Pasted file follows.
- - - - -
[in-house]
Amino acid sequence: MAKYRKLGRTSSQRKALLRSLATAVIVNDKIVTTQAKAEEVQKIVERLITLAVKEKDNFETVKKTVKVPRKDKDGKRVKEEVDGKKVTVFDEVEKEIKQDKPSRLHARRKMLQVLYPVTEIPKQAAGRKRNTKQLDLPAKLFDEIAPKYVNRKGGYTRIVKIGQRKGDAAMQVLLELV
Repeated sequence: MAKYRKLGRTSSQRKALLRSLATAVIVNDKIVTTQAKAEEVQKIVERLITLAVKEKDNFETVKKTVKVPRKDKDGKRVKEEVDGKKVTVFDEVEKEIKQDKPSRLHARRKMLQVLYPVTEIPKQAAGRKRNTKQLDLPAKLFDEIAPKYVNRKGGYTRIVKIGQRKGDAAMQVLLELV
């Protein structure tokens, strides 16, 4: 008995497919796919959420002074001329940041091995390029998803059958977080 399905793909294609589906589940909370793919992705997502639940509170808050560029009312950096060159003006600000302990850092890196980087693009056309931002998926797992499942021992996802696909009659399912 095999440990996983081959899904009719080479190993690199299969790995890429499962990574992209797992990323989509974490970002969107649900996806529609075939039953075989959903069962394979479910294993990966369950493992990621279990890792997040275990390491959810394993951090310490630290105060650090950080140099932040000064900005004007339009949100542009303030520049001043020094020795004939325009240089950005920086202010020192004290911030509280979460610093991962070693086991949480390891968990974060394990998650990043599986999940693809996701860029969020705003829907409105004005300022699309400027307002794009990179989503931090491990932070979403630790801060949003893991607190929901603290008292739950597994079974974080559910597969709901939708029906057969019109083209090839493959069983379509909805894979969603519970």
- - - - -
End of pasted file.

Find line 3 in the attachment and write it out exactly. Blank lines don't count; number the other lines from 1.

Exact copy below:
Repeated sequence: MAKYRKLGRTSSQRKALLRSLATAVIVNDKIVTTQAKAEEVQKIVERLITLAVKEKDNFETVKKTVKVPRKDKDGKRVKEEVDGKKVTVFDEVEKEIKQDKPSRLHARRKMLQVLYPVTEIPKQAAGRKRNTKQLDLPAKLFDEIAPKYVNRKGGYTRIVKIGQRKGDAAMQVLLELV